Lust Thrust Thursdays: Alternative Things to Call a Penis

I always think of my Twitter as a place where I talk about writing and poetry, but really I talk about sex a lot. I have tweeted about the time a guy was playing guitar for me and put on a freaky demon mask and we had sex because it turned me on (that was a new one for me); the time a guy said fuck, your eye makeup is so hot, and came immediately after; the time I had sex with someone from Twitter and it was weird and I blocked him afterwards so I could tweet about it; the time a guy said he was in love with me as I was blowing him on our second date and I started laughing so hard I couldn’t finish the job (he didn’t finish either) (I shouldn’t have laughed) (it was a compliment but I was caught off guard). I have tweeted about dick-don’t-work guys who cried about their erectile dysfunction after getting high on my balcony and guys who kept calling their chihuhuas up into the bed, via those little carpeted stairs-for-dogs, as we were having sex while they begged me to call them “daddy” over and over. I have tweeted about the time a guy, without warning me, dressed up like a professor we both had at the time and asked me to call him the professor’s name, which I also started laughing at. Then I may have actually done it. I don’t remember. I have not tweeted about the time I slept with a reasonably famous contemporary artist at his studio because he told me to keep this a secret for the sake of his career, despite the fact that he disagreed when I looked up from blowing him in his car and said, “I think there’s a palpable power differentiation between us.” I have also tweeted, many times, about the fact that when my ex and I broke up—when he called it quits over the phone ten days before our anniversary last summer—he asked me if I had anything at his apartment to pick up, I said no, I knew that was a lie, I texted him two weeks later asking if he’d mail my butt plug to me, he said he had thrown it away, he Venmoed me $30 with the spade emoji as a transaction description, and I bought breakfast and a used Annie Leibovitz photography book with the money.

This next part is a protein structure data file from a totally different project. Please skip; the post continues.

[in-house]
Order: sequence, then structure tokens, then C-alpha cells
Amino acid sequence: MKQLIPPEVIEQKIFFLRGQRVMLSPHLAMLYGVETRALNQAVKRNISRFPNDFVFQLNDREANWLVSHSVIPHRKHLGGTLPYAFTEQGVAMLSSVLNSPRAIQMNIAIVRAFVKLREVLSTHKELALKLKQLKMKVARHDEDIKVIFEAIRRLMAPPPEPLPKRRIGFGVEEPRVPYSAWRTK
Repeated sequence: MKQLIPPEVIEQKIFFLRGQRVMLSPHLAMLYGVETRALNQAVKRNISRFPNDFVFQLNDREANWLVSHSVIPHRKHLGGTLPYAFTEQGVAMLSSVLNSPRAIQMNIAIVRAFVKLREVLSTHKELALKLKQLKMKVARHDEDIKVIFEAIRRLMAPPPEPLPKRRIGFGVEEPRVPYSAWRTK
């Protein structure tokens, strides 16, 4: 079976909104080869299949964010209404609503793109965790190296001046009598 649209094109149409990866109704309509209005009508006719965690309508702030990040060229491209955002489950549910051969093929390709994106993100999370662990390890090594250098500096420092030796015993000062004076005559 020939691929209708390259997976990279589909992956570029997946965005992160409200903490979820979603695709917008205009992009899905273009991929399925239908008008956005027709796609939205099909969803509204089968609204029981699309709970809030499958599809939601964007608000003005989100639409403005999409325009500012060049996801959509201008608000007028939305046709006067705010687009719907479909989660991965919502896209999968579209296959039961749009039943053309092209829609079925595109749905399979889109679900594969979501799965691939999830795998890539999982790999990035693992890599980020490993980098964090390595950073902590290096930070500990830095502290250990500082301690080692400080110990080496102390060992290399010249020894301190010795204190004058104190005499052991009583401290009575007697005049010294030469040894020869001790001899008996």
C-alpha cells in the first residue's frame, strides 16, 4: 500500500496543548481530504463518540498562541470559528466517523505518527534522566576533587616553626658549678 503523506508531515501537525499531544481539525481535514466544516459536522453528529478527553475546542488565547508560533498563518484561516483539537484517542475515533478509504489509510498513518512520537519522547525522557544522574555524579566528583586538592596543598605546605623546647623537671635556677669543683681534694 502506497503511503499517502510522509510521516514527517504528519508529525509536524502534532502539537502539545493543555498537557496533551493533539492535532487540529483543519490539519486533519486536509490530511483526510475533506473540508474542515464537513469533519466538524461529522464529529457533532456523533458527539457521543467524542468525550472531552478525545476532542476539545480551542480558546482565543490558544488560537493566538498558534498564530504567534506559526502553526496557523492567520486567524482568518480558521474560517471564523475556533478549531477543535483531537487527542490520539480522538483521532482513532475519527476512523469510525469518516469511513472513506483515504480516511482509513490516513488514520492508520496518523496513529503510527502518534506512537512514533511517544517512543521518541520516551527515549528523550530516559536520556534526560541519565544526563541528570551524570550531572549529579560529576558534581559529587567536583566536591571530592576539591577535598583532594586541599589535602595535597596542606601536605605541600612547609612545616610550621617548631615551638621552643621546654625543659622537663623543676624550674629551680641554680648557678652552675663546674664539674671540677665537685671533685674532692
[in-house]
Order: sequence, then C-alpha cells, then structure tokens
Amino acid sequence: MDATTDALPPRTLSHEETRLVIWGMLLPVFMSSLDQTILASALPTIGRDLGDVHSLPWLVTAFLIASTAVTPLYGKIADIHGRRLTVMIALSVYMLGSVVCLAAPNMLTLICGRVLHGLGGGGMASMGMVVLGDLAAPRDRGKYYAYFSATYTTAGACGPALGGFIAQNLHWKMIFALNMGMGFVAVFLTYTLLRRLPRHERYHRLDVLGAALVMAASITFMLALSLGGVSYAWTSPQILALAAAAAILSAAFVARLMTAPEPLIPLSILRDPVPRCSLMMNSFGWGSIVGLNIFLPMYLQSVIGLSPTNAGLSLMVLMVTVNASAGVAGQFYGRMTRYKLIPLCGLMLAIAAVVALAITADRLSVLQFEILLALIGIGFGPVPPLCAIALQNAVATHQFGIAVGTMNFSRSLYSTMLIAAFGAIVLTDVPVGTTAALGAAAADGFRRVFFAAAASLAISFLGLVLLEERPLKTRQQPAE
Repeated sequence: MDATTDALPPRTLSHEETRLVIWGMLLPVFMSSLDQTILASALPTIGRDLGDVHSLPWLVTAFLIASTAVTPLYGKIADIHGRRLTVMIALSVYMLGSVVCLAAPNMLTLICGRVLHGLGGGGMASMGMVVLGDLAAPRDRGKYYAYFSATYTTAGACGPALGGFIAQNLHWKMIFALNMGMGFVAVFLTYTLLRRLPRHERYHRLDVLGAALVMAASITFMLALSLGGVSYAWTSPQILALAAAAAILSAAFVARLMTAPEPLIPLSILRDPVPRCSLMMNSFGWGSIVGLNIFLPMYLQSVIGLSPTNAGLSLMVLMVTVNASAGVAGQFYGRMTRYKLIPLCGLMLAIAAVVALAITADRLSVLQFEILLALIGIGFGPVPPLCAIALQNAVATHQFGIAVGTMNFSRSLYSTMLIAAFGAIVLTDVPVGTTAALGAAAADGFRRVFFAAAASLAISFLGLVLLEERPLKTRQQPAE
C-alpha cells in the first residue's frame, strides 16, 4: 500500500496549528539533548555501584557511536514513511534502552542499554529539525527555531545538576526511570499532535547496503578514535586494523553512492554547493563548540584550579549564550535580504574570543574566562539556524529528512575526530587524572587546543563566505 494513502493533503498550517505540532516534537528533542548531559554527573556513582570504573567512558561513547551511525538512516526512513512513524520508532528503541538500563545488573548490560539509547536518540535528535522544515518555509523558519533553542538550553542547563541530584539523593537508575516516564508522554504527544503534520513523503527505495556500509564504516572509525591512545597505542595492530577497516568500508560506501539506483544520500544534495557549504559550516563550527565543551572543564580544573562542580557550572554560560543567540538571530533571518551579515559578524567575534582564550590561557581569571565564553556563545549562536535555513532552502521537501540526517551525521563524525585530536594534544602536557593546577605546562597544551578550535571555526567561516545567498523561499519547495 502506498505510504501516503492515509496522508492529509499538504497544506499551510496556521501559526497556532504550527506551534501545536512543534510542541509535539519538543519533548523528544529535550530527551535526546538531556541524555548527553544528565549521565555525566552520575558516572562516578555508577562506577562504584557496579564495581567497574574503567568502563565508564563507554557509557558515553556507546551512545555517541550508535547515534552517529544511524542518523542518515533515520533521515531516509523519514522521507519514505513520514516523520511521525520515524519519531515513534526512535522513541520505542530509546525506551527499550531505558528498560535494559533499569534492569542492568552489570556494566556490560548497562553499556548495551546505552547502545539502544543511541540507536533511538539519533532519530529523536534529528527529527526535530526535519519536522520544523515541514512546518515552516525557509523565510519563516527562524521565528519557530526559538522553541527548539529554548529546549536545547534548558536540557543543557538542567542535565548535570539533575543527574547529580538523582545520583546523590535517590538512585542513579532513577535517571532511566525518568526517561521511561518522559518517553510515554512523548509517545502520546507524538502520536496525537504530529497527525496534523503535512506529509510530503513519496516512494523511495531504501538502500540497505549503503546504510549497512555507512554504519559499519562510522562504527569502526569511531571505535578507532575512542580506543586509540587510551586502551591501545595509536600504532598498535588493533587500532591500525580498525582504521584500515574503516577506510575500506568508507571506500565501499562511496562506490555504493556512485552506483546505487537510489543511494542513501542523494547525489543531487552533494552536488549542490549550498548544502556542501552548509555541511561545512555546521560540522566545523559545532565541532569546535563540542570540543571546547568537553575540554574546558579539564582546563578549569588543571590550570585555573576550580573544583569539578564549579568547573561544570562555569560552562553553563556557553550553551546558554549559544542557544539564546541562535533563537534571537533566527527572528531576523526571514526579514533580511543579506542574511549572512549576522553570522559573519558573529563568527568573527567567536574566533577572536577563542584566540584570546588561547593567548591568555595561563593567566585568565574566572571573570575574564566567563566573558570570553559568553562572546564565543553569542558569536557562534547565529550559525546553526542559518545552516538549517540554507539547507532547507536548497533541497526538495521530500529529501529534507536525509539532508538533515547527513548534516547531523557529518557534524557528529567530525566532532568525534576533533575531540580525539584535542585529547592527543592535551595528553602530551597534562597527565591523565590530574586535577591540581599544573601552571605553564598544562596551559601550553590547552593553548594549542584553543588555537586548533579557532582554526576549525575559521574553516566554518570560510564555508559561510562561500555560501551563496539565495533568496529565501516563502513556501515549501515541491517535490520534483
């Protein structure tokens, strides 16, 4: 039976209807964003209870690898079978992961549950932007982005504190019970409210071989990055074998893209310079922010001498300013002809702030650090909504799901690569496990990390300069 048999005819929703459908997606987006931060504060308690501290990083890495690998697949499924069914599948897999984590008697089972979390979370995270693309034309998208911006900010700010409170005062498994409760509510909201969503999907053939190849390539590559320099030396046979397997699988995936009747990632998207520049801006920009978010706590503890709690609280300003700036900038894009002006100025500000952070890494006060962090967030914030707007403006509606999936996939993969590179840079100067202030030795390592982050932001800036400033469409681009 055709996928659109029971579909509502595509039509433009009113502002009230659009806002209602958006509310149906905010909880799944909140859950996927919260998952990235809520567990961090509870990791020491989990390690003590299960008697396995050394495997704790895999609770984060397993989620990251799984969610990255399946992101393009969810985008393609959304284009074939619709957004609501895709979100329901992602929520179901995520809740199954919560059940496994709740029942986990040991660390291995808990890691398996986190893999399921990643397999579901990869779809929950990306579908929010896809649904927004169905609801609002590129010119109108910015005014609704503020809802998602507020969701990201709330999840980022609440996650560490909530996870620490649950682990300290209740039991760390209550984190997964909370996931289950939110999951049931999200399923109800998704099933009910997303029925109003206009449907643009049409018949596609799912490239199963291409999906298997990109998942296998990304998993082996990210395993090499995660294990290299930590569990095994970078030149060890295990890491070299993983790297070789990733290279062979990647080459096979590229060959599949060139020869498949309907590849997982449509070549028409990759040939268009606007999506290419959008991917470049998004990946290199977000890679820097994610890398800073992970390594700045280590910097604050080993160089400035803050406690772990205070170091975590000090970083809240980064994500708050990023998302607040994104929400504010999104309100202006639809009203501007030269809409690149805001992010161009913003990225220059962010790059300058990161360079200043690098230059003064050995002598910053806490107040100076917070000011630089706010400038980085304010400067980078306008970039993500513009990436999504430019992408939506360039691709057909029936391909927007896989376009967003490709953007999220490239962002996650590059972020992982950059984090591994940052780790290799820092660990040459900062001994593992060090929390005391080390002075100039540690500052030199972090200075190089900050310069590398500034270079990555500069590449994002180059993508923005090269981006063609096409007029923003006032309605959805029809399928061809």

Yes, it says a lot about my capacity for self-delusion that I thought this guy, who kept only my pink heart-shaped crystal butt plug at his apartment, was planning on marrying me someday.

Yes, I did later buy a new butt plug with my own money because I am financially independent. I can buy my own butt plugs from Etsy sex shops, and I do so because I support small business.

I tweet about sex because I think about sex a lot and I pathologocically tweet everything I think about. I also, apparently, don’t worry about my employer finding my Twitter. I always wonder what other people think about these tweets because if any man on my timeline said the same things, I’d unfollow him. Is that fair? Does it come across like I’m bragging? Do I seem like some sort of imperialist of men’s bodies? I’m not sure about the first question, I hope not the second, but I’m more or less okay with the third. I assume I get a pass for tweeting about sex so much because I’m a young woman and women aren’t supposed to talk about sex, still, in our glorious woke year of 2019. So I’m, like, acting liberated when I say my date jacked off into my mouth last night while we were watching The World’s End, when I’m being reflectively, retroactively horny on the main. I’m also making your days more interesting. Call it public service.